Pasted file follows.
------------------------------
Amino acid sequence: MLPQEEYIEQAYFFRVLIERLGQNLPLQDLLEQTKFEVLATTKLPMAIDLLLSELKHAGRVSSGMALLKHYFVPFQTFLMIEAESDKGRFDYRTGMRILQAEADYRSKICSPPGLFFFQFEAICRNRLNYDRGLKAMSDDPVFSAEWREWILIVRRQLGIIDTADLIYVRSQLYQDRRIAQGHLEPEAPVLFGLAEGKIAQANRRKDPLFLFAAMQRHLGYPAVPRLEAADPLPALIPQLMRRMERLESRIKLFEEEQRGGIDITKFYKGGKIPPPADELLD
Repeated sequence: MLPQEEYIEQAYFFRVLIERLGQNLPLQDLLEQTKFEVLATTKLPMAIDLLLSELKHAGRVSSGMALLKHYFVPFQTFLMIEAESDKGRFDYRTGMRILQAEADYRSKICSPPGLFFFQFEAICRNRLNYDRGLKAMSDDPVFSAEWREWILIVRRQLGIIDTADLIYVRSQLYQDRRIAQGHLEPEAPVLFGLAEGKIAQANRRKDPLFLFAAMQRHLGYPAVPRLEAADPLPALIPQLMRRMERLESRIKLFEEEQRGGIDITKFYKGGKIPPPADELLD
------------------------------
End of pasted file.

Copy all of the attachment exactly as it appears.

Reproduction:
Amino acid sequence: MLPQEEYIEQAYFFRVLIERLGQNLPLQDLLEQTKFEVLATTKLPMAIDLLLSELKHAGRVSSGMALLKHYFVPFQTFLMIEAESDKGRFDYRTGMRILQAEADYRSKICSPPGLFFFQFEAICRNRLNYDRGLKAMSDDPVFSAEWREWILIVRRQLGIIDTADLIYVRSQLYQDRRIAQGHLEPEAPVLFGLAEGKIAQANRRKDPLFLFAAMQRHLGYPAVPRLEAADPLPALIPQLMRRMERLESRIKLFEEEQRGGIDITKFYKGGKIPPPADELLD
Repeated sequence: MLPQEEYIEQAYFFRVLIERLGQNLPLQDLLEQTKFEVLATTKLPMAIDLLLSELKHAGRVSSGMALLKHYFVPFQTFLMIEAESDKGRFDYRTGMRILQAEADYRSKICSPPGLFFFQFEAICRNRLNYDRGLKAMSDDPVFSAEWREWILIVRRQLGIIDTADLIYVRSQLYQDRRIAQGHLEPEAPVLFGLAEGKIAQANRRKDPLFLFAAMQRHLGYPAVPRLEAADPLPALIPQLMRRMERLESRIKLFEEEQRGGIDITKFYKGGKIPPPADELLD